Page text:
The art of keeping the legal department busy

At first it sounded like a nice initiative. The BBC reports that Warner will debut movie downloads. Finally a legal alternative to peer to peer, iTunes for movies in on the way. Then this:

Pricing for a feature film will be about the same as the DVD release.

A download at the price of a DVD? Sounds a bit insulting, just as if it was a way for Warner to justify their current stance against their market’s evolution (decentralization, openness, less barriers and gatekeepers, etc…).

“We offered movie download to our customers, but they are still using peer to peer. Evil people, let’s sue them!”

That just doesn’t make sense. Download are cheaper than DVDs, until prices reflect that customer won’t use the legal systems.

Recreating the valley

Tom Coates wrote a long post about Paul Graham’s latest meme-speech (seems every time he steps on a conference stage a meme starts). This time Graham talked about what it would take to replicate the silicon valley, and came up with a few simple points (at least on paper).

All you need is the right 10’00 people and a country that:

  1. Allows immigration
  2. Isn’t a poor country
  3. Not a police state
  4. High quality universities
  5. You can fire people
  6. Attitudes that don’t associate ‘working’ with being employed
  7. Not anal about business regulations
  8. Huge domestic market
  9. High levels of funding
  10. People comfortable with career switching

France and Germany are behind on at least five counts (business regulations, firing people, attitude, career switching, funding), Switzerland on minimum three (immigration, huge domestic market, career switching). Asia? Police state, poor country, quality universities… No time to rest.

Every region has different problems, it will be an interesting race (and I have already explained my stance here).

Connected people

Update: I added a few more points to the end of the post. This list might grow as the discussion around this theme continues. Thanks for the comments!

I am speaking tonight on a panel with Pascal Rossini and Thierry Crouzet about the connectors, the generation that “silently, without demonstrating or asserting, is changing all the established codes”. An important and impassioning subject as it is a real revolution we are witnessing at the moment. And it is not only happening at LIFT or reboot, but in our daily life.

I wrote down a few ideas to clear up my mind before the talk, here they are:

Connectors brought some new rules:
• there aren’t six degrees of separation like before, but only one. All connectors are accessible via Google and email.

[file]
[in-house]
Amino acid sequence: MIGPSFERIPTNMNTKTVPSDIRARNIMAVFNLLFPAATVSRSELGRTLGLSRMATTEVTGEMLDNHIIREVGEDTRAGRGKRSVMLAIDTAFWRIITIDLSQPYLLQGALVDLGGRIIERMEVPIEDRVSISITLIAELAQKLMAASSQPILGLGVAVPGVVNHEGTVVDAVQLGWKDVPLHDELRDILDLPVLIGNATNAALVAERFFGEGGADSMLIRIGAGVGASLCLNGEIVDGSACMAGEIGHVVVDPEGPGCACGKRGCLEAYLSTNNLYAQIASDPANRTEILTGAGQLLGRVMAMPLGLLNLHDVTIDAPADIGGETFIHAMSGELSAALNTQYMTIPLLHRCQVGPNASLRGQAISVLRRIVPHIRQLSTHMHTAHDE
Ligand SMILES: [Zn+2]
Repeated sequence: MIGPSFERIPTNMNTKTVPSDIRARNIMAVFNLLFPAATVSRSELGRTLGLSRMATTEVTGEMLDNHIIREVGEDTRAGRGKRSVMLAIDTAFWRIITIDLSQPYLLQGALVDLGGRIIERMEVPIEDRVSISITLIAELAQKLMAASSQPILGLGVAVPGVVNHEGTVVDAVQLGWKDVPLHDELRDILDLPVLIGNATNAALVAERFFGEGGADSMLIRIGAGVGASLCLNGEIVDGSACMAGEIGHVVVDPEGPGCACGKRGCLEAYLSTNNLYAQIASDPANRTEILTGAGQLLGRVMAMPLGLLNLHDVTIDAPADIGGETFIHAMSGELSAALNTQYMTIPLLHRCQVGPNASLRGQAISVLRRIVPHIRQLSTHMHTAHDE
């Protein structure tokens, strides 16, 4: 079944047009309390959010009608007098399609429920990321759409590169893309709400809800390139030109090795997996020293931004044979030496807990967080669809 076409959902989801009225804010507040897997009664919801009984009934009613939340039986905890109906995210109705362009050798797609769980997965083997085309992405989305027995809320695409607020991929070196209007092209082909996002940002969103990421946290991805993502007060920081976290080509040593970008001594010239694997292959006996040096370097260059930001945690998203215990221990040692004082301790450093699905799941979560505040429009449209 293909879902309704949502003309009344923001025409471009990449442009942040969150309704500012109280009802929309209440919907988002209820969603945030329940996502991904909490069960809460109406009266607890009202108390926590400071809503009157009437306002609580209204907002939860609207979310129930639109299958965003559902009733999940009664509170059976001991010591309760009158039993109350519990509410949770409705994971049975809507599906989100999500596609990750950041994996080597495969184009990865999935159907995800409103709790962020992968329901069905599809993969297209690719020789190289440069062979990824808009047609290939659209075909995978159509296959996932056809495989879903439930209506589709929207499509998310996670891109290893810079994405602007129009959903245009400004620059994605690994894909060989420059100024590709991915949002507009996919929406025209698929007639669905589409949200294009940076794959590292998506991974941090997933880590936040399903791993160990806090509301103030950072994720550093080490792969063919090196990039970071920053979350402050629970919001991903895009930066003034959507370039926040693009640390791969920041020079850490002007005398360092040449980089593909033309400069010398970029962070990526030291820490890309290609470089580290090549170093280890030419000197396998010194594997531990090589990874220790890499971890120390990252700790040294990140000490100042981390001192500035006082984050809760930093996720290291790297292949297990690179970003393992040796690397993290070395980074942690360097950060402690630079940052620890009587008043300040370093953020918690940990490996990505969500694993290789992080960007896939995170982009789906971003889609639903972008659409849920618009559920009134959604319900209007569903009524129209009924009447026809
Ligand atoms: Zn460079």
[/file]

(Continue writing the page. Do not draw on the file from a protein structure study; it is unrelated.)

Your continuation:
• the connector’s world is flat, old hierarchies are dead.
• the connector’s world is a meritocracy, everybody can stand out with creativity or work.
• english is everybody’s language, an interface between people around the globe
• relations are now bidirectional, unilateral communication – ignoring the other part’s feelings – is dead.
• machines (computers, mobile phones) are the number one socialization tool, and these offer some interesting and new possibilities (familiar strangers, meetic, urban seeder )

What are the consequences of this shift?
• Internet is the new silicon valley.
• meritocracy is a reality for enterprises, creators, artists, etc… Take coComment that goes in seven days from a Swiss chalet to Wired.
• network is the new job security (as hugh told me over lunch last week, great quote)
• our identities are more and more forged by our relations rather than by what we are
• a global culture is emerging, we have never had that much in common (google is the obvious example). At the same time, nationalism is re-emerging again a little bit everywhere…
• rules will completely change in the coming years, the third wave is here. This will notably impact our businesses that will have to rethink marketing, recruiting, work-life balance, work organization, management, etc…

Why is the revolution happening now?
• internet of course, it created an almost universal link between all of us.
• the education and information level has never been that high, and citizens increasingly want to have their say and become consumactors.

This sounds too good to be true, what’s wrong?
• the entry barrier to the world of connectors is relatively high. One billion people use the web out of six billions human beings. That’s a long way to go, and a decent education is still not a given in most countries.
Nicolas Nova was telling me he was skeptical this model could self organize and scale. I tend to agree with him and think connectors are more an emerging elite rather than a phenomena coming to every single person on this planet.
• we tend to have more relations with people through computers. We communicate more with those that are away than with those in our immediate vicinity. Sociality is getting less and less human, and we’re losing a lot of richness and diversity in the process.